Ah, here we are again, pondering the eternal question: Who’s faster, Superman or the Flash? Let’s see if I can recall where we’ve already been, and how we got where we are “now”, in October, 1970…
Oh, yeah, I remember. Way back in the June of 1967, when your humble blogger had not yet reached the tender age of ten years, his DC superhero-besotted self thrilled to the first ever race between the Man of Steel and the Scarlet Speedster, as chronicled by the team of Jim Shooter, Curt Swan, and George Klein in Superman #199. Thrilled, that is, up until the story’s last page, when the Flash was robbed — robbed, I say! — of his rightful victory, when the race ended in a tie. (Why was I rooting for the Flash? Essentially, because super-speed was his one and only thing, while Superman had a dozen other super-abilities he could be “best” at.) Shooter’s story might have framed this as a necessary move by the heroes to thwart two gambling syndicates that were illegally betting on the race — but my younger self knew a rip-off when he saw one: Read More
In July, 1969, Marvel Comics editor-in-chief Stan Lee announced in his “Stan’s Soapbox” column that the company was instituting a new “no continued stories” policy for all its titles. Today, that policy (which remained in place for about a year and a half, at least officially) is widely considered to have been not Lee’s own idea, but rather one that was imposed on him by his then-boss, publisher Martin Goodman. Assuming that’s true, it’s interesting to consider how much Lee flouted the policy in one of the relatively few books he still wrote himself, The Amazing Spider-Man — which, as it happens, was also the company’s best-selling title, and thus probably the one most likely to be noticed by Goodman. Read More
The topic of today’s post is, I believe, one of the most important single comic books in the evolution of Batman to appear during the character’s nearly eighty-year history — probably ranking in the top five or so such comics. Chronologically speaking, it’s certainly the most important Batman comic that DC Comics had published since 1964’s Detective Comics #327, the issue in which editor Julius Schwartz and artist Carmine Infantino debuted a “New Look” for the Caped Crusader — and I think that a strong case can be made that there wouldn’t be another single Bat-book quite so significant until the publication of the first installment of Frank Miller’s Batman: The Dark Knight, in 1986.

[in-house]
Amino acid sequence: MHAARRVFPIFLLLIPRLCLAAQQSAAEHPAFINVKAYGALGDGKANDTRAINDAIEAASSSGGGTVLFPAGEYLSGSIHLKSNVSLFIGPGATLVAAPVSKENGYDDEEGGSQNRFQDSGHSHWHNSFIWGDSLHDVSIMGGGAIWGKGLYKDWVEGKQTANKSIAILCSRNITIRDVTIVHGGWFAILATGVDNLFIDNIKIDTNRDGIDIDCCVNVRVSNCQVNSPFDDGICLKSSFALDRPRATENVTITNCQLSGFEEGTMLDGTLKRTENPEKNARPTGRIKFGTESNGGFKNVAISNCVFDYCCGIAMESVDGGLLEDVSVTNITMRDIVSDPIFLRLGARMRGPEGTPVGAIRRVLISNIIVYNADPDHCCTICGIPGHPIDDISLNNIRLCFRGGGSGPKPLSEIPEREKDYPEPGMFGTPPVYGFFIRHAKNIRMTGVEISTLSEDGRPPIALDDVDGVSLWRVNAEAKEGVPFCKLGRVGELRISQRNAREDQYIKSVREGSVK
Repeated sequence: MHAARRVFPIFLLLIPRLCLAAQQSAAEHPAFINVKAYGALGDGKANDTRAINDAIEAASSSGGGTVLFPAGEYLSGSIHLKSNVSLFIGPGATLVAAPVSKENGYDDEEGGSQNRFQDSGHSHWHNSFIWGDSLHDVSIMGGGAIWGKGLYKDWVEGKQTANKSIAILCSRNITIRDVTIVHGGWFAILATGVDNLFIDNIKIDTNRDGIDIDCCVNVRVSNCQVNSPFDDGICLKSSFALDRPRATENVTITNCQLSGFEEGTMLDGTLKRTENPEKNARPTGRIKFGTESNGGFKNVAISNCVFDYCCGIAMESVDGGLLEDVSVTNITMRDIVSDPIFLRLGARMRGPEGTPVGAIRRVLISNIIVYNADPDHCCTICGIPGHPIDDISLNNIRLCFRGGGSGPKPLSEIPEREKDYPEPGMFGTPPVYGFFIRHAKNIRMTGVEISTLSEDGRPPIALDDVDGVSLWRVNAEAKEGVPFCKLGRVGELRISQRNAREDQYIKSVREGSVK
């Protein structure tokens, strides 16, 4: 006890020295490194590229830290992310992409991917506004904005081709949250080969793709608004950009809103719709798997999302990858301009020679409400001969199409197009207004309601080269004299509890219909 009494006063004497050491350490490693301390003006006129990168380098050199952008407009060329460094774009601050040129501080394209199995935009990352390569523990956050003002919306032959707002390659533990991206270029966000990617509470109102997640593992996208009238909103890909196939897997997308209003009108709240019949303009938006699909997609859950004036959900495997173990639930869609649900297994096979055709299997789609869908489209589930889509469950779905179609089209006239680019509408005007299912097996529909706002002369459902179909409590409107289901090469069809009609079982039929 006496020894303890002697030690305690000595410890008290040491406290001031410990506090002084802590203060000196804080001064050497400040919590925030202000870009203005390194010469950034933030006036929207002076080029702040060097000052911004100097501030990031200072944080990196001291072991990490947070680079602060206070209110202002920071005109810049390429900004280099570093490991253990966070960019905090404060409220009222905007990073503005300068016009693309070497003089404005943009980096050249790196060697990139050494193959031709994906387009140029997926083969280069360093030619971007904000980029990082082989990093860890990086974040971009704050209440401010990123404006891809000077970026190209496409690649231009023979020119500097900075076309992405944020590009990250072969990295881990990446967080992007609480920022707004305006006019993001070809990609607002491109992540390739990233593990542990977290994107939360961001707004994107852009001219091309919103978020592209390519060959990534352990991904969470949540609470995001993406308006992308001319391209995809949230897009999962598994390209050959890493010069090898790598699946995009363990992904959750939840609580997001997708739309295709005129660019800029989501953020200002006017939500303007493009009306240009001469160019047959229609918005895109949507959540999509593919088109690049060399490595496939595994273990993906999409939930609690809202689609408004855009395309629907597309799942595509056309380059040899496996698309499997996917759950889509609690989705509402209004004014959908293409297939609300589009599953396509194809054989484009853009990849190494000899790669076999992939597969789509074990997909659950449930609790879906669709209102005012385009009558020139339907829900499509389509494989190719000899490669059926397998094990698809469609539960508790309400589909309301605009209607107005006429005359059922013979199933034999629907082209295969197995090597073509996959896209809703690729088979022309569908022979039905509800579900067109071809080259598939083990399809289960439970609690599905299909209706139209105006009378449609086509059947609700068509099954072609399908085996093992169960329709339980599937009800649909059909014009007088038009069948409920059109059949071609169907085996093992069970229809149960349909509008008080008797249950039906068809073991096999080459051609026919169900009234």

That’s because “The Track of the Hook”, written by Bob Haney and illustrated by Neal Adams, serves as the clearest point of origin for the most thorough overhaul ever of one of comics’ most iconic heroes — an overhaul that has often been called a return to the character’s original 1939 roots, but is probably more accurately viewed as an approach based on what comics writer Denny O’Neil once described as “remembering how we thought it should have been” [emphasis mine]. It was an approach which returned an air of mystery, a touch of noir, to Batman and his milieu — one which did indeed recover visual and thematic elements that had been present, or at least implicit, in the character’s earliest published adventures, but which explored and elaborated on those elements in a more sophisticated fashion than readers had ever seen before. And it all started with Brave and the Bold #79, and the art of Neal Adams. Read More